The Beautiful Game

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The Beautiful Game (Portuguese : o jogo bonito) is a nickname for association football, popular within media and advertising though rarely used by fans, which was popularised by the Brazilian professional footballer Pelé. Although the exact origin of the phrase is disputed, football commentator Stuart Hall used it in 1958. Hall admired Peter Doherty when he went to see Manchester City play at Maine Road and used the term "The Beautiful Game" to describe Doherty's style when playing. [1]

Portuguese language Romance language that originated in Portugal

Portuguese is a Western Romance language originating in the Iberian Peninsula. It is the sole official language of Portugal, Brazil, Cape Verde, Guinea-Bissau, Mozambique, Angola, and São Tomé and Príncipe. It also has co-official language status in East Timor, Equatorial Guinea and Macau in China. As the result of expansion during colonial times, a cultural presence of Portuguese and Portuguese creole speakers are also found in Goa, Daman and Diu in India; in Batticaloa on the east coast of Sri Lanka; in the Indonesian island of Flores; in the Malacca state of Malaysia; and the ABC islands in the Caribbean where Papiamento is spoken, while Cape Verdean Creole is the most widely spoken Portuguese-based Creole. Reintegrationists maintain that Galician is not a separate language, but a dialect of Portuguese. A Portuguese-speaking person or nation is referred to as "Lusophone" (Lusófono).

Association football Team field sport

Association football, more commonly known as football or soccer, is a team sport played with a spherical ball between two teams of eleven players. It is played by 250 million players in over 200 countries and dependencies, making it the world's most popular sport. The game is played on a rectangular field called a pitch with a goal at each end. The object of the game is to score by moving the ball beyond the goal line into the opposing goal.

Pelé Brazilian retired footballer

Edson Arantes do Nascimento, known as Pelé, is a Brazilian retired professional footballer who played as a forward. He is regarded by many in the sport, including football writers, players, and fans, as the greatest player of all time. In 1999, he was voted World Player of the Century by the International Federation of Football History & Statistics (IFFHS), and was one of the two joint winners of the FIFA Player of the Century award. That same year, Pelé was elected Athlete of the Century by the International Olympic Committee. According to the IFFHS, Pelé is the most successful domestic league goal-scorer in football history scoring 650 goals in 694 League matches, and in total 1281 goals in 1363 games, which included unofficial friendlies and is a Guinness World Record. During his playing days, Pelé was for a period the best-paid athlete in the world.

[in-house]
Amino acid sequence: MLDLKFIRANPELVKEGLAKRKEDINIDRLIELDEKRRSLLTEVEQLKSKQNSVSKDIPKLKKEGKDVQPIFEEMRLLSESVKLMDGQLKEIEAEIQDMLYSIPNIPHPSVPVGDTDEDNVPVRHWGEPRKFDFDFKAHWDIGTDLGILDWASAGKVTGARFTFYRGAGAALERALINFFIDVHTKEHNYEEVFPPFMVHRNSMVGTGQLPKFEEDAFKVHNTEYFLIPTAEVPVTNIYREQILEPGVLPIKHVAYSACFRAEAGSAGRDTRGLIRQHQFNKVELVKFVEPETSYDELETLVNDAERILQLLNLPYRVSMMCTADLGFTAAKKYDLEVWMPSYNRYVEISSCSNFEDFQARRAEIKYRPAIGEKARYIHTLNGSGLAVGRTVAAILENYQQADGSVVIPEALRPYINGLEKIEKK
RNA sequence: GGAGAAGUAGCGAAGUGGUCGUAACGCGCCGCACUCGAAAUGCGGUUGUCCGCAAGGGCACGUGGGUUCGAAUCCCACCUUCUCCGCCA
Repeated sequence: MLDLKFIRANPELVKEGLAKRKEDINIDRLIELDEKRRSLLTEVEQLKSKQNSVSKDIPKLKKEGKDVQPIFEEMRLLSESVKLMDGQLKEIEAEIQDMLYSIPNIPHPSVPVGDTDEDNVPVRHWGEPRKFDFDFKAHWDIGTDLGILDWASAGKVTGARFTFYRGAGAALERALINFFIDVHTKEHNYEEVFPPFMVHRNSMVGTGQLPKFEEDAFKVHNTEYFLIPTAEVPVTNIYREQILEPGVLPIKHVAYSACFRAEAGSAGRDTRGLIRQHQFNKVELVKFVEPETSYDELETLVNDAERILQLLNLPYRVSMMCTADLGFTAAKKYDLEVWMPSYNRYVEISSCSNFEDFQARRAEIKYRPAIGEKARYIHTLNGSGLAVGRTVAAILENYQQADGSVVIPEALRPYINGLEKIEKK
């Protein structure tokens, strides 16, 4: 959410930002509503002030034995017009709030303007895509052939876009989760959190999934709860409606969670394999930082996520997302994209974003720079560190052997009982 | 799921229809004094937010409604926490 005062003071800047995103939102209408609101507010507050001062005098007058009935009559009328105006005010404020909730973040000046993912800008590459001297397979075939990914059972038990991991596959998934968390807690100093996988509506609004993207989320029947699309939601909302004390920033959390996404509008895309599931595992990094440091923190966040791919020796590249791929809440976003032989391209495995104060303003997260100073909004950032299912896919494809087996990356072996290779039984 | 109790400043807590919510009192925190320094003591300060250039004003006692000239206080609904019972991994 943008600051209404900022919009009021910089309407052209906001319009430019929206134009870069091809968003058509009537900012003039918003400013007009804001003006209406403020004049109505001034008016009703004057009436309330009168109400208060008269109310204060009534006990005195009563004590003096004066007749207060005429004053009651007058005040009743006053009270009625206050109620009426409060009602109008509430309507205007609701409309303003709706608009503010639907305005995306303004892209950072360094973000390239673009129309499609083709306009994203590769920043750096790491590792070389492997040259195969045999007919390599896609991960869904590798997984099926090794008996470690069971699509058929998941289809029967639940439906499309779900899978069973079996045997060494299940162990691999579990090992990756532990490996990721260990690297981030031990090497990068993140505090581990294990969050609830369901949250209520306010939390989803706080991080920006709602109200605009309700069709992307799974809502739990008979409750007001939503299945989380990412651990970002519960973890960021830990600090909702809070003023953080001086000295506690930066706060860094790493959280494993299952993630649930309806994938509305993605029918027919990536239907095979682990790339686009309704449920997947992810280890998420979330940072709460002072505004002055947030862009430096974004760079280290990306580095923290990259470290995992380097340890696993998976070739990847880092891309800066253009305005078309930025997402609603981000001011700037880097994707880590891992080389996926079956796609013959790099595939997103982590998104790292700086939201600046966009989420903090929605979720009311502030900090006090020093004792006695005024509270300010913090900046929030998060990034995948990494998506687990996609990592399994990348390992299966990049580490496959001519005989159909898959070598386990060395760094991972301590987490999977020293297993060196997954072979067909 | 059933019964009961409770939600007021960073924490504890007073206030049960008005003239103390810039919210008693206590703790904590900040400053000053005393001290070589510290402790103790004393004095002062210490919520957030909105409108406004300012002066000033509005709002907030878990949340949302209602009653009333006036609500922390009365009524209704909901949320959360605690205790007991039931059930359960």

Contents

Etymology

The exact origins of the term are disputed. The origin has been attributed to Brazilian footballer Waldyr Pereira (Didi), [2] and the presenter Stuart Hall claimed to have originated it in 1958. [2] [3] The English author and football fanatic H. E. Bates used the term earlier, including in a 1952 newspaper piece extolling the virtues of the game entitled "Brains in the Feet". [4]

Didi (footballer) Brazilian footballer and manager

Waldyr Pereira, nicknamed Didi, was a Brazilian footballer who played as a midfielder or as a forward. He played in three FIFA World Cups, winning the latter two and was awarded the Golden Ball, given to the tournament's best player, for his performance at the 1958 competition.

Stuart Hall (presenter) British radio and television presenter

James Stuart Hall, Jr. is an English former radio and television presenter. He presented regional news programmes for the BBC in North West England in the 1960s and 1970s, while becoming known nationally for presenting It's a Knockout and Jeux Sans Frontières. His later career mainly involved football reporting on BBC radio.

H. E. Bates British writer